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Toothless Jomic laid bare


The Joint Monitoring and Implementation Committee (Jomic), the principal body established to deal with issues of compliance with the Global Political Agreement (GPA), has been exposed for its ineffectiveness.

The committee was in Chimanimani at the weekend, trying to defuse tension in the area’s political hotbed of Nedziwa, where about a dozen people have fled their homes to seek refuge at their party offices in Mutare after threats were made on their lives.

Jomic officials were dispatched from Harare and also from the provincial capital of Mutare to Chimanimani, but they left with egg in the face.

Instead of bringing peace and fostering co-existence in the community, it appears the committee left communities more divided.

Pictures of senior members of the different political parties engaged in the violence that Jomic sought to quell, were splashed on newspaper pages yesterday, literally at each other’s throats.

The people that were supposed to be at the forefront counselling peaceful co-existence were the very ones beating each other up!

What better evidence of classic failure by this animal called Jomic. Jomic is made up of 12 members, shared equally between Zanu PF and the two Movement for Democratic Change (MDC) formations. Its chairmanship rotates between the political parties.

When Jomic was constituted, expectations were that it would resolve issues that had remained hanging from the negotiations that led to the GPA of September 2008 and to deal with issues of violence.

The weekend spectacle at Nedziwa Business Centre provides the much-needed eye-opener on the extent of Jomic’s toothlessness. MDC-T victims of political violence who fled the area to go and live in party offices returned with the their party leaders back to the offices in Mutare because they had been told in no uncertain terms at the Saturday meeting that they could only remain in the area at their own risk.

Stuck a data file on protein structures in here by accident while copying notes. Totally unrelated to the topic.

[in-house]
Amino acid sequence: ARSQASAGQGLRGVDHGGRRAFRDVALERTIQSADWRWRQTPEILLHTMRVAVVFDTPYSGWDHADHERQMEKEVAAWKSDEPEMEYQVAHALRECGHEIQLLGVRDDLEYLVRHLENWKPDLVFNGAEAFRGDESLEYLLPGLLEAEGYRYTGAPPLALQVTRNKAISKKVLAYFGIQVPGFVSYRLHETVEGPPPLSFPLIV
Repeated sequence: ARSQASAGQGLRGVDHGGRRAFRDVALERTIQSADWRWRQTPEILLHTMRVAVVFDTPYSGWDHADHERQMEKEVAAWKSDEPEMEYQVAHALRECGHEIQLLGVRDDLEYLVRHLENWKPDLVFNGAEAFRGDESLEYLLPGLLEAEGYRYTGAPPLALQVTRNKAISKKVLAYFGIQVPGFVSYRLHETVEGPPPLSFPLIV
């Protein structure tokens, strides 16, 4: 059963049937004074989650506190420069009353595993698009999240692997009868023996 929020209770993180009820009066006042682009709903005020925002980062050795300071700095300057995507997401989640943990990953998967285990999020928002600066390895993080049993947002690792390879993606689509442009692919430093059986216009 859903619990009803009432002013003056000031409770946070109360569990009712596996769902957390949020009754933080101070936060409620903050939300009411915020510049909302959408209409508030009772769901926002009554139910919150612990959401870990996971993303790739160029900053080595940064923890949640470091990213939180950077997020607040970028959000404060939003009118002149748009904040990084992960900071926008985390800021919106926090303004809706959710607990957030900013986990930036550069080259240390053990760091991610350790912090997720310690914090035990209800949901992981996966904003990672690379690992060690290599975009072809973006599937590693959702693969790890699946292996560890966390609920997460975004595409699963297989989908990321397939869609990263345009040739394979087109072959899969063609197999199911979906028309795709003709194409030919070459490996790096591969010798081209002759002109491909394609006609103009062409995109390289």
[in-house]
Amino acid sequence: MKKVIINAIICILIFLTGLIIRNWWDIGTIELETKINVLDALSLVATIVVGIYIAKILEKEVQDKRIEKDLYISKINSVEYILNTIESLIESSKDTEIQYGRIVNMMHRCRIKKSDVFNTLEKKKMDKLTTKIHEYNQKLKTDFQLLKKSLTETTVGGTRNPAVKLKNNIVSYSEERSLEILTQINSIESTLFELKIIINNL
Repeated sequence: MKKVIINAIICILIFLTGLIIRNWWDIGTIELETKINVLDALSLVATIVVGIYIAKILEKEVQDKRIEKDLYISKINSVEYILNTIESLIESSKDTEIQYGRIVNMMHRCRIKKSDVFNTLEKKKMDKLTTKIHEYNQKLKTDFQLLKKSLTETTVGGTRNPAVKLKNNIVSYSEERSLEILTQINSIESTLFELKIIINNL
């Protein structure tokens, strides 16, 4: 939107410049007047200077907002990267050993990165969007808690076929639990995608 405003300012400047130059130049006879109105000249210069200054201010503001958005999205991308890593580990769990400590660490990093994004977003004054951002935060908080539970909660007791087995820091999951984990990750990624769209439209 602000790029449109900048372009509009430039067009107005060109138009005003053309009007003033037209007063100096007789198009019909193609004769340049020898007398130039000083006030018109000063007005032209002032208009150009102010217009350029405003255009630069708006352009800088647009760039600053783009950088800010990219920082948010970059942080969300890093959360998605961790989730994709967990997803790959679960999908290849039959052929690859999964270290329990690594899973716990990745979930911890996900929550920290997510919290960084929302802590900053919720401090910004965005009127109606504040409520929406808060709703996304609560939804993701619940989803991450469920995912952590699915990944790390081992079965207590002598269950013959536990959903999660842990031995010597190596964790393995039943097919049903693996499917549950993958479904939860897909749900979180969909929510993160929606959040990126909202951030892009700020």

Jomic, part of whose mandate is national healing, failed to bring peace to a community whose members it had brought together.

Those that attended the meeting said in fact, tensions had mounted further following the Jomic meeting.

“People were further divided. There was shouting at each other, threatening violence while those victims of violence who had been brought in the hope of rehabilitating them into the community were told openly they would be harmed if they stayed,” a participant said.

It is therefore as well that Sadc has decided to move in, seconding its officials to Jomic and to bring money to the committee. Without this, Jomic would have remained the toothless bulldog that it has proved to be since its inception.

It had become common knowledge, and still remains so until Sadc takes action, that Jomic had been reduced to irrelevance and redundancy, especially because it was not adequately equipped to deal with the high-level matters of serious political concern.

The best they could do was refer matters to the principals when complaints arose. The fact of the matter is that as it stands, Jomic has potential only in theory.

Political analyst Eldred Masunungure once equated the committee to that human body part called the appendix which could be removed without necessarily endangering one’s life.

Unless it is capacitated to expediently execute its duties, Jomic would just be another case of “job-for-the-boys” political gimmickry just to absorb shock, nothing else.

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